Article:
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What I Learned from Host Family Living

In the "Cult of Escapism": What I Learned from Host Family Living

Monday, March 7, 2011

What I Learned from Host Family Living

I lived with host families for six months and it was educational, challenging frustrating, fun, infuriating, and lots of other adjectives. I’m glad I did it but damn am I happy to live alone. Here’s what I learned:
  • Don’t stay up late because you’ll never be able to sleep in. Especially in the Comarca, when the sun is up, so are you. And if you put something over your eyes and roll over, you’ve got maybe five minutes before the radio comes on or the baby starts crying…and there’s always a baby
  • There’s always a baby
  • Babies cry a lot
  • Babies are very cute, but they all have worms
  • Don’t hide, talk to the family. I studied Spanish in middle school and high school but I didn’t speak it until the end of training. I credit my first host mom, who was always willing to sit and talk. In your site, you can also learn a lot about the town and the culture if you ask lots of questions. However…
  • Be patient – Ngobes are quiet and conservative and slow to get a conversation going. Endure the awkward silence talk about the weather, space out for a while and eventually the flame of conversation heats up
  • Don’t take out food unless you’re willing to share. Ngobes always share – it’s not polite, it’s assumed
  • Only take out your computer if you enjoy watching five kids draw in Paint until the battery dies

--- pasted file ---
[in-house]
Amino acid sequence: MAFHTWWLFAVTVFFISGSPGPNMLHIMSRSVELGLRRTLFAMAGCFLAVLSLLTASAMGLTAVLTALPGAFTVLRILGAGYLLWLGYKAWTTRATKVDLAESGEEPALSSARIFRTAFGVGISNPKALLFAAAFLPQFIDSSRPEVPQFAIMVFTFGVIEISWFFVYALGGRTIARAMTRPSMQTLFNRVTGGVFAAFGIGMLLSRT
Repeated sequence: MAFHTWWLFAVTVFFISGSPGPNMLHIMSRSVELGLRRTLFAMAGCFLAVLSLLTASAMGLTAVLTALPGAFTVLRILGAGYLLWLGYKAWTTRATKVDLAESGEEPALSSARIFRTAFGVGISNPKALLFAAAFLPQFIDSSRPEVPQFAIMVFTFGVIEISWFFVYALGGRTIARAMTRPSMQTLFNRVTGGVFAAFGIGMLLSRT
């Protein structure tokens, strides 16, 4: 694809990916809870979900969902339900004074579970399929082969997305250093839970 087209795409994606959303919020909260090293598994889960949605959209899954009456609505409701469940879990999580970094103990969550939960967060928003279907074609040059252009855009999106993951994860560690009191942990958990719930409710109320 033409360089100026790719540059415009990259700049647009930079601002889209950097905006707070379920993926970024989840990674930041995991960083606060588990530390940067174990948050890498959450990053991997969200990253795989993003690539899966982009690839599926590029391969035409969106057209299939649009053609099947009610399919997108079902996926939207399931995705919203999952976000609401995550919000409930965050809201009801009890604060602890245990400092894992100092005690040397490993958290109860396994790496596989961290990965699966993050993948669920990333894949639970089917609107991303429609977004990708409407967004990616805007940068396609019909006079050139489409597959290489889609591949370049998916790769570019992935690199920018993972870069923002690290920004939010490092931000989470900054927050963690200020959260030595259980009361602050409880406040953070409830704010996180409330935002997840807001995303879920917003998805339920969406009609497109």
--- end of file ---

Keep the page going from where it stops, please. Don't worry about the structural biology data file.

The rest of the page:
• Only take out your iPod if you are willing to tell them it costs $250, because they will ask
  • Use your mosquito net – there are not that many mosquitoes in the Comarca, but there are plenty of sancudos (tiny biting flies) who are very inconsiderate of one’s beauty rest
  • Eat all your food. When Peace Corps interviewed my host mom from training to make sure I was behaving myself, the only thing she told them was that I ate all my food every day. This is apparently the highest compliment. If you can’t finish your meal, there are generally dogs around that can
  • Chicken feet taste like chicken but have no sustenance
  • A bowl of rice is filling for about 20 minutes
  • You might go to bed hungry
  • Find an escape. I went to the river a lot at night because nobody else goes to the river at night. In a house with 8-12 other people, sometimes you need to be alone.
  • If you like sports, play sports. If you like music, play your instrument. If you like stabbing people with ice picks, maybe wait until you get back to the States where you’ll have a more defensible argument for owning an ice pick.

Two Quick Stories

First Quick Story - killed a tarantula with a jar of peanut butter the other day. He shriveled and died on top of a book titled A Good Day to Die.

Second Quick Story - On move-in day, I woke up, put on my boots and spent the entire day walking and working on the house. That evening, I pulled my foot out of its boot and a scorpion fell out. I stared at it. It was missing its stinger so I upended the boot and out it came. Eight hours I walked, literally, on top of a scorpion. Peace Corps lesson – always shake your shoes out before putting them on.


At March 15, 2011 at 6:06 AM , Blogger Joy said...

Your quick stories made me laugh out loud! You didn't feel some sort of, I don't know, crunch?!

At July 2, 2012 at 7:18 AM , OpenID dcpierce said...

Eight hours walking on a scorpion? Wow...

At December 18, 2012 at 10:09 AM , Blogger bama said...

Laughing! and Wow, a ditto to previous comment from dcpierce.


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